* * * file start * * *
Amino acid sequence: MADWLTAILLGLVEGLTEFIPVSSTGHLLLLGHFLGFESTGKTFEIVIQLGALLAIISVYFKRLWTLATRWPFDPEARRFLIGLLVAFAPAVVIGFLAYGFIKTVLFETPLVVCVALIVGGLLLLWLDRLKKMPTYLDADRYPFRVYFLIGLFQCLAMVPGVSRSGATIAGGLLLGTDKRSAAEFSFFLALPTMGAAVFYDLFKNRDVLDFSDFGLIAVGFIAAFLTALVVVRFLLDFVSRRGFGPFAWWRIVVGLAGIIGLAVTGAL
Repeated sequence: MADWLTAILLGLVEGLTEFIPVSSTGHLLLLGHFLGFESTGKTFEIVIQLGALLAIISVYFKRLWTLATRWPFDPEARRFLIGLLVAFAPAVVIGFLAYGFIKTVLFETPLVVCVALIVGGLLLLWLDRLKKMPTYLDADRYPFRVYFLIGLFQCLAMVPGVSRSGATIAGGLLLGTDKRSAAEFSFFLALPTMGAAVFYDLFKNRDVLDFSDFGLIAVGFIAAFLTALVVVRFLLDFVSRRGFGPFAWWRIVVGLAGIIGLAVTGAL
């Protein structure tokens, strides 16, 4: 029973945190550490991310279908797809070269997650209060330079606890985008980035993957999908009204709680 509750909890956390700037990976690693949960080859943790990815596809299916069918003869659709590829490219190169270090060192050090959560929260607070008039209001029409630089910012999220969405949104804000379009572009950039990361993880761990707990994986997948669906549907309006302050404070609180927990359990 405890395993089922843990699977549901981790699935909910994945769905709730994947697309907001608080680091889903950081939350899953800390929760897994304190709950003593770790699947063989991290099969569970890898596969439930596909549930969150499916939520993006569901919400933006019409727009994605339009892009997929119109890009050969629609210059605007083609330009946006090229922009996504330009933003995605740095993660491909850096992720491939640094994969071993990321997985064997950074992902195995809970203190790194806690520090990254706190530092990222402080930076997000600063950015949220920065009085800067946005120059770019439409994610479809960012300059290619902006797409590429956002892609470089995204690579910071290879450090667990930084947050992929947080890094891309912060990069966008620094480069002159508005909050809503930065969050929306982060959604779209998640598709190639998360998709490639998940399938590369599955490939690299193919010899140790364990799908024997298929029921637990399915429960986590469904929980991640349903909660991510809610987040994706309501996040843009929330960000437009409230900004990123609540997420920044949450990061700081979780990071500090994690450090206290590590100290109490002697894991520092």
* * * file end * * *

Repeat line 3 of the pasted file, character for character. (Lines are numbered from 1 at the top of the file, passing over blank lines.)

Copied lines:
């Protein structure tokens, strides 16, 4: 029973945190550490991310279908797809070269997650209060330079606890985008980035993957999908009204709680 509750909890956390700037990976690693949960080859943790990815596809299916069918003869659709590829490219190169270090060192050090959560929260607070008039209001029409630089910012999220969405949104804000379009572009950039990361993880761990707990994986997948669906549907309006302050404070609180927990359990 405890395993089922843990699977549901981790699935909910994945769905709730994947697309907001608080680091889903950081939350899953800390929760897994304190709950003593770790699947063989991290099969569970890898596969439930596909549930969150499916939520993006569901919400933006019409727009994605339009892009997929119109890009050969629609210059605007083609330009946006090229922009996504330009933003995605740095993660491909850096992720491939640094994969071993990321997985064997950074992902195995809970203190790194806690520090990254706190530092990222402080930076997000600063950015949220920065009085800067946005120059770019439409994610479809960012300059290619902006797409590429956002892609470089995204690579910071290879450090667990930084947050992929947080890094891309912060990069966008620094480069002159508005909050809503930065969050929306982060959604779209998640598709190639998360998709490639998940399938590369599955490939690299193919010899140790364990799908024997298929029921637990399915429960986590469904929980991640349903909660991510809610987040994706309501996040843009929330960000437009409230900004990123609540997420920044949450990061700081979780990071500090994690450090206290590590100290109490002697894991520092």